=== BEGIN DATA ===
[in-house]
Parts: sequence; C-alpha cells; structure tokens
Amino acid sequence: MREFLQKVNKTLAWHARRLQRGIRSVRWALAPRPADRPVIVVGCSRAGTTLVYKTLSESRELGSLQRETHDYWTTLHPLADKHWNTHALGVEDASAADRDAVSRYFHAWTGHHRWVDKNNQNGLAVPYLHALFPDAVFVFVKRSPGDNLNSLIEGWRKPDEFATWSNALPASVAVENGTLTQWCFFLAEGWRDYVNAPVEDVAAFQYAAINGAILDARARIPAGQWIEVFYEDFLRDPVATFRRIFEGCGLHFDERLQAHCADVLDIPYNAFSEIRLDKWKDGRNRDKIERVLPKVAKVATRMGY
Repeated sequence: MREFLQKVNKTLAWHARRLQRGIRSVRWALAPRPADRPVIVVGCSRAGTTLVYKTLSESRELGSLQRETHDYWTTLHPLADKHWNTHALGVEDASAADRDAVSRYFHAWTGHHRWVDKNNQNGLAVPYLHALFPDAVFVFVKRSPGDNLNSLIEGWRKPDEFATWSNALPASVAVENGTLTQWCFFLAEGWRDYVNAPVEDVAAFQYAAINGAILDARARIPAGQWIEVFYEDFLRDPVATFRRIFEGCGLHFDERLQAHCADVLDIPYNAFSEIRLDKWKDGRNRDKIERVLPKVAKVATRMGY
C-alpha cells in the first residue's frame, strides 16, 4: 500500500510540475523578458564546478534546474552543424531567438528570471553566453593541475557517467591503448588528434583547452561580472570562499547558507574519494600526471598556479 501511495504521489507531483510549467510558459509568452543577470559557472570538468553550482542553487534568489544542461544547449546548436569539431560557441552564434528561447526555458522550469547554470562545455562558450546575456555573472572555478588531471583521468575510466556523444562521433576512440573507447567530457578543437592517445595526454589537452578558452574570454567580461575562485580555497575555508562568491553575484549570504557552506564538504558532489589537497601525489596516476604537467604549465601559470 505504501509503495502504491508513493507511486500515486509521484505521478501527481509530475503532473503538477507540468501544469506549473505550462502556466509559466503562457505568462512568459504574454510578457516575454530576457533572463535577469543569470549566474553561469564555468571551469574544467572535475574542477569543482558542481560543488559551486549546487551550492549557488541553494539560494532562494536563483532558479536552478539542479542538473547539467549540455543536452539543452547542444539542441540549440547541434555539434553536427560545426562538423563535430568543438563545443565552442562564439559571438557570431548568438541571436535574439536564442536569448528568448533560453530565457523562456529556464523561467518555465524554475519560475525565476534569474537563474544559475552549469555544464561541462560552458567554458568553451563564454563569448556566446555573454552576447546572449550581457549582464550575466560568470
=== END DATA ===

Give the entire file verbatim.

[in-house]
Parts: sequence; C-alpha cells; structure tokens
Amino acid sequence: MREFLQKVNKTLAWHARRLQRGIRSVRWALAPRPADRPVIVVGCSRAGTTLVYKTLSESRELGSLQRETHDYWTTLHPLADKHWNTHALGVEDASAADRDAVSRYFHAWTGHHRWVDKNNQNGLAVPYLHALFPDAVFVFVKRSPGDNLNSLIEGWRKPDEFATWSNALPASVAVENGTLTQWCFFLAEGWRDYVNAPVEDVAAFQYAAINGAILDARARIPAGQWIEVFYEDFLRDPVATFRRIFEGCGLHFDERLQAHCADVLDIPYNAFSEIRLDKWKDGRNRDKIERVLPKVAKVATRMGY
Repeated sequence: MREFLQKVNKTLAWHARRLQRGIRSVRWALAPRPADRPVIVVGCSRAGTTLVYKTLSESRELGSLQRETHDYWTTLHPLADKHWNTHALGVEDASAADRDAVSRYFHAWTGHHRWVDKNNQNGLAVPYLHALFPDAVFVFVKRSPGDNLNSLIEGWRKPDEFATWSNALPASVAVENGTLTQWCFFLAEGWRDYVNAPVEDVAAFQYAAINGAILDARARIPAGQWIEVFYEDFLRDPVATFRRIFEGCGLHFDERLQAHCADVLDIPYNAFSEIRLDKWKDGRNRDKIERVLPKVAKVATRMGY
C-alpha cells in the first residue's frame, strides 16, 4: 500500500510540475523578458564546478534546474552543424531567438528570471553566453593541475557517467591503448588528434583547452561580472570562499547558507574519494600526471598556479 501511495504521489507531483510549467510558459509568452543577470559557472570538468553550482542553487534568489544542461544547449546548436569539431560557441552564434528561447526555458522550469547554470562545455562558450546575456555573472572555478588531471583521468575510466556523444562521433576512440573507447567530457578543437592517445595526454589537452578558452574570454567580461575562485580555497575555508562568491553575484549570504557552506564538504558532489589537497601525489596516476604537467604549465601559470 505504501509503495502504491508513493507511486500515486509521484505521478501527481509530475503532473503538477507540468501544469506549473505550462502556466509559466503562457505568462512568459504574454510578457516575454530576457533572463535577469543569470549566474553561469564555468571551469574544467572535475574542477569543482558542481560543488559551486549546487551550492549557488541553494539560494532562494536563483532558479536552478539542479542538473547539467549540455543536452539543452547542444539542441540549440547541434555539434553536427560545426562538423563535430568543438563545443565552442562564439559571438557570431548568438541571436535574439536564442536569448528568448533560453530565457523562456529556464523561467518555465524554475519560475525565476534569474537563474544559475552549469555544464561541462560552458567554458568553451563564454563569448556566446555573454552576447546572449550581457549582464550575466560568470